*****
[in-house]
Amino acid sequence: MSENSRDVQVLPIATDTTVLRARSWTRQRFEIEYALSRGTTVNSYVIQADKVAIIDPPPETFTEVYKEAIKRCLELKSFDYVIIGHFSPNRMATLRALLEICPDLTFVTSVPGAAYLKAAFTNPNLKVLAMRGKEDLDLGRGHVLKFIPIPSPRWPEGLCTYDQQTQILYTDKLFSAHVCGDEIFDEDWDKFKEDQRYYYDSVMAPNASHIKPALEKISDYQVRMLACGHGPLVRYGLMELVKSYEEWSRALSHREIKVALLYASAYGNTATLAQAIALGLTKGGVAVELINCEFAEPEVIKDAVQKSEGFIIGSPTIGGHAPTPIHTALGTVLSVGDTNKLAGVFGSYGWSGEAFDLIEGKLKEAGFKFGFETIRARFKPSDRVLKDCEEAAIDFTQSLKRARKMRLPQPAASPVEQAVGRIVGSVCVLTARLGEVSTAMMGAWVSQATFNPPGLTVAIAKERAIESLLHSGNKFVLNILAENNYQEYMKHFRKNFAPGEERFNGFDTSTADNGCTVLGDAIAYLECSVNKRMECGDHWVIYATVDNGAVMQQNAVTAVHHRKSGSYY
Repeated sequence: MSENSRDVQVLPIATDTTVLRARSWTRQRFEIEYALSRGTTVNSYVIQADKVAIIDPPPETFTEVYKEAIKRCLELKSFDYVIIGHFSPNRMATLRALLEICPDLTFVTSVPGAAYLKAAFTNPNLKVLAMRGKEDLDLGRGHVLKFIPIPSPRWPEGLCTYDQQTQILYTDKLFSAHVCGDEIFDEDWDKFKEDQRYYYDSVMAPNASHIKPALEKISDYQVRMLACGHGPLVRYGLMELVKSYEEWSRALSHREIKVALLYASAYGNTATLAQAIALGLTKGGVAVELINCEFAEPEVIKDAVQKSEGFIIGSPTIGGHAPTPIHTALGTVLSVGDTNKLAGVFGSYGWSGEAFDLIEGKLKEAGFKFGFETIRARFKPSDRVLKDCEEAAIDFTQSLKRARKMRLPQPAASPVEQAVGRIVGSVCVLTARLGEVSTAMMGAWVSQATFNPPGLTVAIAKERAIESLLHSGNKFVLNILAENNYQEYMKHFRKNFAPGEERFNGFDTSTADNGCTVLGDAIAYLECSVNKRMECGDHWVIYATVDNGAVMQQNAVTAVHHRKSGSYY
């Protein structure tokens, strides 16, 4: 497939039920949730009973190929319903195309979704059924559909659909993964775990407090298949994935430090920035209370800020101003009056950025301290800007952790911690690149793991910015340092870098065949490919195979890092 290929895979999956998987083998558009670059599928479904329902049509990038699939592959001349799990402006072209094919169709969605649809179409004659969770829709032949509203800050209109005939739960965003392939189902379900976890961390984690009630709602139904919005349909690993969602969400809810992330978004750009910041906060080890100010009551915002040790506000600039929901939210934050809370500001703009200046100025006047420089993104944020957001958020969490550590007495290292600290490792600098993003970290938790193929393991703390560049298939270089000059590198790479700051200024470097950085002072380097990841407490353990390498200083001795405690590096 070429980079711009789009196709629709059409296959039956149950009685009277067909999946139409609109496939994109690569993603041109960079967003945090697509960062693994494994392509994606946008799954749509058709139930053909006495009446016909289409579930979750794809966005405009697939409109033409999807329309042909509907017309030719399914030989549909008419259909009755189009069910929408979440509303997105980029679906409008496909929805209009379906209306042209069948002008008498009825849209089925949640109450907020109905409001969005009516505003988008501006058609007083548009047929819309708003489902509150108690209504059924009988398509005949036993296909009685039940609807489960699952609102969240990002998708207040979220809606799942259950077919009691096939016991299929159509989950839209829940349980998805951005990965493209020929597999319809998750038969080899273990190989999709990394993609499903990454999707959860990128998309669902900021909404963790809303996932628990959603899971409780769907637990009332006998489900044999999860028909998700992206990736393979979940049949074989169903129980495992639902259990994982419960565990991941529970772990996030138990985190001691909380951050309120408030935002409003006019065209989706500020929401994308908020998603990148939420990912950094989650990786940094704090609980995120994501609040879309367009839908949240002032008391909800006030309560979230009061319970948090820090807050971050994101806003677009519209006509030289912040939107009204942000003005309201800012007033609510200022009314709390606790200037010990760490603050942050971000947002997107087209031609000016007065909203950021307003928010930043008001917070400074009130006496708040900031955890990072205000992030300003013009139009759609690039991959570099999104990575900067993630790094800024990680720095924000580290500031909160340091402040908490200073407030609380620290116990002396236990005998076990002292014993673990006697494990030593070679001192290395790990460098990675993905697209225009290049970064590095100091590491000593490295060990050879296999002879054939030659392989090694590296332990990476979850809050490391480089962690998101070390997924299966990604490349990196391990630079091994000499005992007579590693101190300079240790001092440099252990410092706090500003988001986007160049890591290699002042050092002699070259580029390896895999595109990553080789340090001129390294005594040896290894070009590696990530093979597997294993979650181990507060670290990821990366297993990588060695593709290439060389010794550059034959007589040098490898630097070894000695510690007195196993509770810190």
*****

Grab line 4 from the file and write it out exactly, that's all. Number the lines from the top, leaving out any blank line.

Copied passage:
């Protein structure tokens, strides 16, 4: 497939039920949730009973190929319903195309979704059924559909659909993964775990407090298949994935430090920035209370800020101003009056950025301290800007952790911690690149793991910015340092870098065949490919195979890092 290929895979999956998987083998558009670059599928479904329902049509990038699939592959001349799990402006072209094919169709969605649809179409004659969770829709032949509203800050209109005939739960965003392939189902379900976890961390984690009630709602139904919005349909690993969602969400809810992330978004750009910041906060080890100010009551915002040790506000600039929901939210934050809370500001703009200046100025006047420089993104944020957001958020969490550590007495290292600290490792600098993003970290938790193929393991703390560049298939270089000059590198790479700051200024470097950085002072380097990841407490353990390498200083001795405690590096 070429980079711009789009196709629709059409296959039956149950009685009277067909999946139409609109496939994109690569993603041109960079967003945090697509960062693994494994392509994606946008799954749509058709139930053909006495009446016909289409579930979750794809966005405009697939409109033409999807329309042909509907017309030719399914030989549909008419259909009755189009069910929408979440509303997105980029679906409008496909929805209009379906209306042209069948002008008498009825849209089925949640109450907020109905409001969005009516505003988008501006058609007083548009047929819309708003489902509150108690209504059924009988398509005949036993296909009685039940609807489960699952609102969240990002998708207040979220809606799942259950077919009691096939016991299929159509989950839209829940349980998805951005990965493209020929597999319809998750038969080899273990190989999709990394993609499903990454999707959860990128998309669902900021909404963790809303996932628990959603899971409780769907637990009332006998489900044999999860028909998700992206990736393979979940049949074989169903129980495992639902259990994982419960565990991941529970772990996030138990985190001691909380951050309120408030935002409003006019065209989706500020929401994308908020998603990148939420990912950094989650990786940094704090609980995120994501609040879309367009839908949240002032008391909800006030309560979230009061319970948090820090807050971050994101806003677009519209006509030289912040939107009204942000003005309201800012007033609510200022009314709390606790200037010990760490603050942050971000947002997107087209031609000016007065909203950021307003928010930043008001917070400074009130006496708040900031955890990072205000992030300003013009139009759609690039991959570099999104990575900067993630790094800024990680720095924000580290500031909160340091402040908490200073407030609380620290116990002396236990005998076990002292014993673990006697494990030593070679001192290395790990460098990675993905697209225009290049970064590095100091590491000593490295060990050879296999002879054939030659392989090694590296332990990476979850809050490391480089962690998101070390997924299966990604490349990196391990630079091994000499005992007579590693101190300079240790001092440099252990410092706090500003988001986007160049890591290699002042050092002699070259580029390896895999595109990553080789340090001129390294005594040896290894070009590696990530093979597997294993979650181990507060670290990821990366297993990588060695593709290439060389010794550059034959007589040098490898630097070894000695510690007195196993509770810190």